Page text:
Jump to ContentJump to Main Navigation
Constantine and the Captive Christians of Persia
Users without a subscription are not able to see the full content.

Constantine and the Captive Christians of Persia: Martyrdom and Religious Identity in Late Antiquity

Kyle Smith

Abstract

It is widely believed that the Emperor Constantine's conversion to Christianity politicized religious allegiances, dividing the Christian Roman Empire from the Zoroastrian Sasanian Empire and leading to the persecution of Christians in Persia. This account, however, is based on Greek ecclesiastical histories and Syriac martyrdom narratives that date to centuries after the fact. In this groundbreaking study, the author analyzes diverse Greek, Latin, and Syriac sources to show that there was not a single history of fourth-century Mesopotamia. By examining the conflicting hagiographical and histo ... More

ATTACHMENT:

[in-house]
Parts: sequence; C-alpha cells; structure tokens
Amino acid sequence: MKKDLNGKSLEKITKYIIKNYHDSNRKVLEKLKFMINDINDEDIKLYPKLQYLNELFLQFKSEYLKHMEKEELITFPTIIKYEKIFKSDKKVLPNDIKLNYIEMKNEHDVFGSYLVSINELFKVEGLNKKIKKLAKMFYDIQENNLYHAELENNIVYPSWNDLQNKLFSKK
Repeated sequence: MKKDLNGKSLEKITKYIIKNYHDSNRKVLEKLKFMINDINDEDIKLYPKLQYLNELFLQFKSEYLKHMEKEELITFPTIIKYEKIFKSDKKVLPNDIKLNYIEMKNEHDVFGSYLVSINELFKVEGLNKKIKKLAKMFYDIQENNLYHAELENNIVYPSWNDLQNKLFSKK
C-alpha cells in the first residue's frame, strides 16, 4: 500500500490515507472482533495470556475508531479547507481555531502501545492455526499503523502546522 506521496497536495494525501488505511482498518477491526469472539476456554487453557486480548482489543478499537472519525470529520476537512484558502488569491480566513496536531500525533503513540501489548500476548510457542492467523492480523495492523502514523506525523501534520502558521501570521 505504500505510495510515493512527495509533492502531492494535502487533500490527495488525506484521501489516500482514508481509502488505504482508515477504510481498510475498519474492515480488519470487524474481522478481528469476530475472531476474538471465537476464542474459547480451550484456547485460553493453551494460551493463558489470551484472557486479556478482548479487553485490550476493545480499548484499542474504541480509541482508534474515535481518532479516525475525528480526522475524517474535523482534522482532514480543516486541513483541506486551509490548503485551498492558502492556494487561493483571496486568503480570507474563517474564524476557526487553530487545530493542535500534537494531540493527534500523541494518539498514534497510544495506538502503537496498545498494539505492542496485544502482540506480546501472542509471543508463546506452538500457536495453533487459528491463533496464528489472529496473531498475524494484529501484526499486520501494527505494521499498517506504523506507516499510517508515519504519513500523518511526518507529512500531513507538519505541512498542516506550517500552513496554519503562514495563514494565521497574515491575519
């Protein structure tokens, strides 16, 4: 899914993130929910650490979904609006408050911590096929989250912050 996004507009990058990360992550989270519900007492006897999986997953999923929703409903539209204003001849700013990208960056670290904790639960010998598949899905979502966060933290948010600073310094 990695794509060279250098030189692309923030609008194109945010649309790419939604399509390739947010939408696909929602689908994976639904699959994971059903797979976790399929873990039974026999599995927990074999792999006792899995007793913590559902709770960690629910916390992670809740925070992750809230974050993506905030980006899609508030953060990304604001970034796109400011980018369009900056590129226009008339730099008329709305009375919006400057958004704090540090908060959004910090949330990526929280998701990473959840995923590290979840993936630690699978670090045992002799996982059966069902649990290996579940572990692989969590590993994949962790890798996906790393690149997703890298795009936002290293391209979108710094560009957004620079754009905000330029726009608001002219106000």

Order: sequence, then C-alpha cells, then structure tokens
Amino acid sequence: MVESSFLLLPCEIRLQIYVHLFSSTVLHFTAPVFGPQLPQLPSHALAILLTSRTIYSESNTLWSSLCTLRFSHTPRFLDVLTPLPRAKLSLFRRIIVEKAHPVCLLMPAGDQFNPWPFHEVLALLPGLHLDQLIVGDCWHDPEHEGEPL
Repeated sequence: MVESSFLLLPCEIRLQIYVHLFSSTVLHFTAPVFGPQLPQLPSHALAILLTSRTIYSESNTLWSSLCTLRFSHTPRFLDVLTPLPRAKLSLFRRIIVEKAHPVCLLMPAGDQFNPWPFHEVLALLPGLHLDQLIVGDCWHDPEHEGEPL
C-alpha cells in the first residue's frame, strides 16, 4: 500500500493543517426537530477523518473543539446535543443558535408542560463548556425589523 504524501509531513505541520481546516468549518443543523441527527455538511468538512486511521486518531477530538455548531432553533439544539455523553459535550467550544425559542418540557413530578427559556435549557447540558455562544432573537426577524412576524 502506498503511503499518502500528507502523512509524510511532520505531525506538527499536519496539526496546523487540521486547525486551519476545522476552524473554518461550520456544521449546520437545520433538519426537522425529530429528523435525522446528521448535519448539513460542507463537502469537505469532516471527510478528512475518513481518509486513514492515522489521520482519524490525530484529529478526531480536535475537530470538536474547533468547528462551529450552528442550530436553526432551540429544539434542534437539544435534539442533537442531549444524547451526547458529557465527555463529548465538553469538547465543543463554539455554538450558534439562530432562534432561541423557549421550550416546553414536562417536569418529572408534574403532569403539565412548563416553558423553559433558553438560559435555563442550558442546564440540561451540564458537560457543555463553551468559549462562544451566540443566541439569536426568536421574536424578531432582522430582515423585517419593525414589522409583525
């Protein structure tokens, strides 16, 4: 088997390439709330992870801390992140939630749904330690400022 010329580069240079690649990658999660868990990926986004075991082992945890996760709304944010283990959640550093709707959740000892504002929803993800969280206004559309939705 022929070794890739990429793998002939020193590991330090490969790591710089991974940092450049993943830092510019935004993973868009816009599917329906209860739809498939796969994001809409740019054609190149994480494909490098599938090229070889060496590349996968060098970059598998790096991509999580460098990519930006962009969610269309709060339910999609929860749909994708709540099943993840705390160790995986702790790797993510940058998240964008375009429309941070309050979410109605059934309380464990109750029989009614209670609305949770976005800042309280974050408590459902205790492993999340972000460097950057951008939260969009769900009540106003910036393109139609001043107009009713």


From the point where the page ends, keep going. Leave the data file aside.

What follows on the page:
Keywords: persecution, Constantine, Mesopotamia, Christianity, Roman Empire, Sasanian Empire, Syriac Christians, Persia, martyrdom narratives

Bibliographic Information

Print publication date: 2016 Print ISBN-13: 9780520289604
Published to California Scholarship Online: September 2016 DOI:10.1525/california/9780520289604.001.0001

Authors

Affiliations are at time of print publication.

Kyle Smith, author
University of Toronto